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Rebasing

Rebase vs merge

A git merge is only one of two ways to get someone else's work into yours. The other is called a rebase.

In a merge, a revision is added, which brings the branches together. Both histories are retained. In a rebase, git tries to work out

What would you need to have done, to make your changes, if your colleague had already made theirs?

Git will invent some new revisions, and the result will be a repository with an apparently linear history. This can be useful if you want a cleaner, non-branching history, but it has the risk of creating inconsistencies, since you are, in a way, "rewriting" history.

An example rebase

We've built a repository to help visualise the difference between a merge and a rebase, at https://github.com/UCL-RITS/wocky_rebase/blob/master/wocky.md .

The initial state of both collaborators is a text file, wocky.md:

It was clear and cold,
and the slimy monsters

On the master branch, a second commit ('Dancing') has been added:

It was clear and cold,
and the slimy monsters
danced and spun in the waves

On the "Carollian" branch, a commit has been added translating the initial state into Lewis Caroll's language:

'Twas brillig,
and the slithy toves

So the logs look like this:

git log --oneline --graph master
* 2a74d89 Dancing
* 6a4834d Initial state
git log --oneline --graph carollian
* 2232bf3 Translate into Caroll's language
* 6a4834d Initial state

If we now merge carollian into master, the final state will include both changes:

'Twas brillig,
and the slithy toves
danced and spun in the waves

But the graph shows a divergence and then a convergence:

git log --oneline --graph
*   b41f869 Merge branch 'carollian' into master_merge_carollian
|\
| * 2232bf3 Translate into Caroll's language
* | 2a74d89 Dancing
|/
* 6a4834d Initial state

But if we rebase, the final content of the file is still the same, but the graph is different:

git log --oneline --graph master_rebase_carollian
* df618e0 Dancing
* 2232bf3 Translate into Caroll's language
* 6a4834d Initial state

We have essentially created a new history, in which our changes come after the ones in the carollian branch. Note that, in this case, the hash for our "Dancing" commit has changed (from 2a74d89 to df618e0)!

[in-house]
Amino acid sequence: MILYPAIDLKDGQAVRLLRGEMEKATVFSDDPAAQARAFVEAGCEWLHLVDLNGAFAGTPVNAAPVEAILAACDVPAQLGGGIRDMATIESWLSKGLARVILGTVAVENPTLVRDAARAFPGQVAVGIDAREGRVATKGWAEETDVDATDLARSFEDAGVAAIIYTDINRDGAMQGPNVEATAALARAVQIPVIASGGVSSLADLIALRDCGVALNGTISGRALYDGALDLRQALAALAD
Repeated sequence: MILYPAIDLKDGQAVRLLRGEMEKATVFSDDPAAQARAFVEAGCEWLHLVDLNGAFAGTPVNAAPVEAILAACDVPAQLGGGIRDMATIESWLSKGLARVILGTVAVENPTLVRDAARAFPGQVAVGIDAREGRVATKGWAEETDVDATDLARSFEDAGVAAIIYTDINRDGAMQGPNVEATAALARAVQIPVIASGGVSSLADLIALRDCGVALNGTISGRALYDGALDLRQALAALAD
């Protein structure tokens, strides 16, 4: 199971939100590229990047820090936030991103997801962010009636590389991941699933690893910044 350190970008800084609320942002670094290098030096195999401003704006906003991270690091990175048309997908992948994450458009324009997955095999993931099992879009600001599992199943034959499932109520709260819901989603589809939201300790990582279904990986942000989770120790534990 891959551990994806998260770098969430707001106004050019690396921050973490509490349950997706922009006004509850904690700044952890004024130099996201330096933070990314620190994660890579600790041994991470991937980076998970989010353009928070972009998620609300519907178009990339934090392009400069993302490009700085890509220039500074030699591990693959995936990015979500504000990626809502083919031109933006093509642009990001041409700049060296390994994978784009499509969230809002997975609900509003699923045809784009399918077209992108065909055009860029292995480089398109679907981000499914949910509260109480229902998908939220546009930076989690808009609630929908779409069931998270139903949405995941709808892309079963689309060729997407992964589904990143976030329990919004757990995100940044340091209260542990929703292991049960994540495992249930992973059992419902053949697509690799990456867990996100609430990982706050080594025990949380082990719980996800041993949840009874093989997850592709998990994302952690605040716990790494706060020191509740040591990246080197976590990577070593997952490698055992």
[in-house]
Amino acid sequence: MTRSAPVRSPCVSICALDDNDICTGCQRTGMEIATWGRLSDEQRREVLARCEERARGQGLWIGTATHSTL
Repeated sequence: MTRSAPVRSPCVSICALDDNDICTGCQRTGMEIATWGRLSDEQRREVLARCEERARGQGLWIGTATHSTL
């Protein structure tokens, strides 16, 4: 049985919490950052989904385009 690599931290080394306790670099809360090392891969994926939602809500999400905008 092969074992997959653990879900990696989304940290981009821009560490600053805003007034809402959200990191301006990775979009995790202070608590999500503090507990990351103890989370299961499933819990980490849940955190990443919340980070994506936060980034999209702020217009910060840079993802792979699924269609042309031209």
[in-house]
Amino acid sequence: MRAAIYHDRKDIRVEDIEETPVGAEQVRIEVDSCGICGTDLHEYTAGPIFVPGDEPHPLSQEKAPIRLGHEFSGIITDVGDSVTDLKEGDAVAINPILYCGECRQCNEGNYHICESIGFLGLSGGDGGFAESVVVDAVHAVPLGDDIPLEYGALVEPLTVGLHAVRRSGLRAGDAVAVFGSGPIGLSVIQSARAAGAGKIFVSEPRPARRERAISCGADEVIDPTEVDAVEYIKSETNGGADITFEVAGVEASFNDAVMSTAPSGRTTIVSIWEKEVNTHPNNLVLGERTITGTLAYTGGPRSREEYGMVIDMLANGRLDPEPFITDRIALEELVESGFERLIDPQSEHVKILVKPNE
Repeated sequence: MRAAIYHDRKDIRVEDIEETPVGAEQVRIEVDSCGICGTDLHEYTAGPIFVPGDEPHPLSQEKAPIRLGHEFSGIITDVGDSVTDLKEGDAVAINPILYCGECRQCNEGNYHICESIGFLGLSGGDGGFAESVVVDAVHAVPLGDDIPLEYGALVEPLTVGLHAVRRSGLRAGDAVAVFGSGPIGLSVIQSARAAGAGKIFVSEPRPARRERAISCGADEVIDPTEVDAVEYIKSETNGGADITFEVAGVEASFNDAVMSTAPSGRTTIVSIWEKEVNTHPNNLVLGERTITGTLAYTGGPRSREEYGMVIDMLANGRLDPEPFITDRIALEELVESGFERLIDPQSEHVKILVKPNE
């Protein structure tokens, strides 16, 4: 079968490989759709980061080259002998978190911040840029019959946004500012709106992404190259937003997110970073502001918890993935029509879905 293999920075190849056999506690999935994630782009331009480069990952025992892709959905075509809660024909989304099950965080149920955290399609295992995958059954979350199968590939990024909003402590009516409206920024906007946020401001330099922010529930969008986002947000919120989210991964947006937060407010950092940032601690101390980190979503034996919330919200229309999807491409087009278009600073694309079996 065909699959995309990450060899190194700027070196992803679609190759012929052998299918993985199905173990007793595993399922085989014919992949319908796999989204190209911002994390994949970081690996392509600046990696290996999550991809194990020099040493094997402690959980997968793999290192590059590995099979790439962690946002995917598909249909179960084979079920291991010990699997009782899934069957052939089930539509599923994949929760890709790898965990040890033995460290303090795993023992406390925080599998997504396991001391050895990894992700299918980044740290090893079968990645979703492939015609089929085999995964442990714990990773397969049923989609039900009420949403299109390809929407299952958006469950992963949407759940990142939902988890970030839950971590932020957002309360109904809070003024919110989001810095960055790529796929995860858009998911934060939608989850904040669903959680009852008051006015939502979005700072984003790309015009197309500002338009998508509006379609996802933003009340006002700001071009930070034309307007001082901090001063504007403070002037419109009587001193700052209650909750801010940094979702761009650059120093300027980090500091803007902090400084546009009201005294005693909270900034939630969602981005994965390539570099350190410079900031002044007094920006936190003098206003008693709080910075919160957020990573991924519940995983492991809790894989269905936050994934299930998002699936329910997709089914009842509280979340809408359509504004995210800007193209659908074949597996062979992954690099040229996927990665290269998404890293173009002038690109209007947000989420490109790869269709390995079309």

To trigger the rebase, we did:

git checkout master
git rebase carollian

If this had been a remote, we would merge it with:

git pull --rebase

Fast Forwards

If we want to continue with the translation, and now want to merge the rebased branch into the carollian branch, we get:

git checkout carollian
git merge master
Updating 2232bf3..df618e0
Fast-forward
 wocky.md | 1 +
 1 file changed, 1 insertion(+)

The master branch was already rebased on the carollian branch, so this merge was just a question of updating metadata (moving the label for the carollian branch so that it points to the same commit master does): a "fast forward".

Rebasing pros and cons

Some people like the clean, apparently linear history that rebase provides.

But rebase rewrites history.

If you've already pushed, or anyone else has got your changes, things will get screwed up.

If you know your changes are still secret, it might be better to rebase to keep the history clean. If in doubt, just merge.

Squashing

A second way to use the git rebase command is to rebase your work on top of one of your own earlier commits, in interactive mode (-i). A common use of this is to "squash" several commits that should really be one, i.e. combine them into a single commit that contains all their changes:

git log
ea15 Some good work
ll54 Fix another typo
de73 Fix a typo
ab11 A great piece of work
cd27 Initial commit

Using rebase to squash

If we type

git rebase -i ab11 #OR HEAD^^

an edit window pops up with:

pick cd27 Initial commit
pick ab11 A great piece of work
pick de73 Fix a typo
pick ll54 Fix another typo
pick ea15 Some good work

# Rebase 60709da..30e0ccb onto 60709da
#
# Commands:
#  p, pick = use commit
#  e, edit = use commit, but stop for amending
#  s, squash = use commit, but meld into previous commit

We can rewrite select commits to be merged, so that the history is neater before we push. This is a great idea if you have lots of trivial typo commits.

pick cd27 Initial commit
pick ab11 A great piece of work
squash de73 Fix a typo
squash ll54 Fix another typo
pick ea15 Some good work

save the interactive rebase config file, and rebase will build a new history:

git log
de82 Some good work
fc52 A great piece of work
cd27 Initial commit

Note the commit hash codes for 'Some good work' and 'A great piece of work' have changed, as the change they represent has changed.